Tuesday, 27 December 2016

Not so 'precious' after all

Review of ‘Precious Thing’.

I have a grouse with Gillian Flynn, after her thriller every second FPM (Female psychological mystery) is touted as a story in the tradition of Gone Girl’. The blurb of this book made the same claim vis-à-vis a quote from the Sunday Mirror. I think they would have done much better if they just let it stand on its own; as it builds up too many expectations.

Clara and Rachel have been friends from school. They did everything together and Rachel can’t believe her good luck that Clara actually recognizes her as a friend. Right from the first chapter we know that something has changed in their relationship. Clara is back after being sent away for treatment and she is different now, she is cold and aloof and wants to cut herself off from Rachel who despite being a successful TV anchor in her own right wants nothing more than having Clara as part of her life again.
Clara seems to relent but then she disappears as does Johnny, Rachel’s boyfriend.

The story keeps skipping from past to present to try and give us some background of the two girls. There are smoke screens and red herrings but somehow the book never ever seems to pull off the deep, menacing atmosphere that Gone Girl’ managed or the twists and turns in the story either.

I give it three stars because I liked it (in parts) but not enough to recommend it to someone else to read.

Saturday, 10 December 2016

Review of Death of a Red Heroine

This book by Qiu Xiaolong has received a slew of recognition and is also a BBC Radio show, so was really looking forward to reading it.

Set in post Tiananmen Square, Shanghai; it follows the main protagonist Inspector Chen in his bid to solve the mystery behind the murder of a ‘National Model Party Worker’…. whose naked body was found floating in a canal.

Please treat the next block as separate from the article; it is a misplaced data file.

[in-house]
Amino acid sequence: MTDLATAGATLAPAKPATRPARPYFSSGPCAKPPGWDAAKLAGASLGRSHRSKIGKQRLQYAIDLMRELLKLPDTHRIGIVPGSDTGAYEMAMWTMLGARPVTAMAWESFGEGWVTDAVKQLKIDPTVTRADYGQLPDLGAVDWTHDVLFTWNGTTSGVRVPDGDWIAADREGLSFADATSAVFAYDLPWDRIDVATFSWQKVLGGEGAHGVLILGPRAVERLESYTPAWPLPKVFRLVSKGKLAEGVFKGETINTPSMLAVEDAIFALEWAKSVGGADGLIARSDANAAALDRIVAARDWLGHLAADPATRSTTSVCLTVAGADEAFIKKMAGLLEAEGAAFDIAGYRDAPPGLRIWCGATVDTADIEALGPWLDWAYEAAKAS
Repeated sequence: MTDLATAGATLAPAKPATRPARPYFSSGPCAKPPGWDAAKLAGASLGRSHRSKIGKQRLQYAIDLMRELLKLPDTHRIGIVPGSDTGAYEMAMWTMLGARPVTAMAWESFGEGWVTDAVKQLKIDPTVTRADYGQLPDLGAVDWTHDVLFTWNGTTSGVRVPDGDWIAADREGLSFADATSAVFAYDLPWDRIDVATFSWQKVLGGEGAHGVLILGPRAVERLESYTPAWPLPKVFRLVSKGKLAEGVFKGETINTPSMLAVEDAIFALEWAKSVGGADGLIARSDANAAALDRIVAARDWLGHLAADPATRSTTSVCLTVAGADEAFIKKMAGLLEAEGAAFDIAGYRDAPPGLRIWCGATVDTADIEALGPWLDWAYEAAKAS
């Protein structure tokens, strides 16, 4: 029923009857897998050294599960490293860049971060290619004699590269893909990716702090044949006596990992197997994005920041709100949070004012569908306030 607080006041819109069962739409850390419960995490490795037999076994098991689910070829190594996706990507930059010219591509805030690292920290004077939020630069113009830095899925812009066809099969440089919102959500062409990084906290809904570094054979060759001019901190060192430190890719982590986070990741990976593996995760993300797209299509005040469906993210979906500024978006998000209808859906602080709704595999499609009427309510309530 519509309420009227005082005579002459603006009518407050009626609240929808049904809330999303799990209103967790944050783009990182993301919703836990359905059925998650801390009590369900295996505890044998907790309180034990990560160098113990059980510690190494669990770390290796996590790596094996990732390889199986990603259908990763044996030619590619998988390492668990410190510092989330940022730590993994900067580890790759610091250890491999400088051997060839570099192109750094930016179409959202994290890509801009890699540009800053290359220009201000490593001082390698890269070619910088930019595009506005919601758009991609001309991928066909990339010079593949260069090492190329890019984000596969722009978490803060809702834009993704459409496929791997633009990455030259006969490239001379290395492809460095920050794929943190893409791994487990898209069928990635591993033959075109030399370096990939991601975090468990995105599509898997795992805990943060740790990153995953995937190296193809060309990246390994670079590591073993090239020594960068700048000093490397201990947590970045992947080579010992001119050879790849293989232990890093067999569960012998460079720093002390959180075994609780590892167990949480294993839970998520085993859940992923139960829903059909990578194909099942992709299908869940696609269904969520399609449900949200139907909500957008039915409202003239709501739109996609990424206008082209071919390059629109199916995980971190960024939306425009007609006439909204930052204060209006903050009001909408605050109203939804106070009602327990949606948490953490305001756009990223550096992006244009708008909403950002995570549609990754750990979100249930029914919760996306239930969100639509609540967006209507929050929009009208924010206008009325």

The character of Inspector Chen is quite contrary to the typical Inspectors you find in western fiction. He is not the broody, dysfunctional loner, whom the system in constantly trying to put down. Chen is a product of the system and by the system. He is the favored one, getting a house allocated earlier, fast track promotions etc. He does not flaunt it but he does enjoy his privileges despite some sporadic, half-hearted soul searching. It was an interesting take.

As a detective mystery it scored very low for me, however as an eminently readable book it was right up there. The suspense didn’t quite build up, maybe because the detective kept spouting poetry in between (good verse at that). Halfway through the book you had a very good idea as to who the murderer was and the rest of the book was just spent in getting the case built against him and dodging party politics. The book is more about Shanghai and society at that time: relationships within the party and outside it. Life for the ordinary Chinese citizen, families and the mundane; love lost and gained. That is why I say it is an eminently readable book. It moved slowly for me but not a boring slowly but rather a beautiful ride in a horse drawn carriage which relaxes you and draws you into all the scenery you are passing. There were a lot of descriptions and explanations and a lot of poetry (which might be a downer for some people) but I thoroughly enjoyed reading it all. There were so many interesting vignettes’ of Chinese life which I had absolutely no idea of and such interesting phrases.

So if you are looking for a book that has some insightful descriptions and is partly pan-historical (China 25 plus years ago) and partly realistic fiction, then go for this. If you are looking for a nail biting detective mystery, this is not for you.

Monday, 18 April 2016

Review Of 'An Autograph for Anjali' by Sundari Venkatraman.


Anjali, Jayant and Parth, you would think it is the same old love triangle but it isn’t. I would rather think of them as three separate bodies with their own little orbits.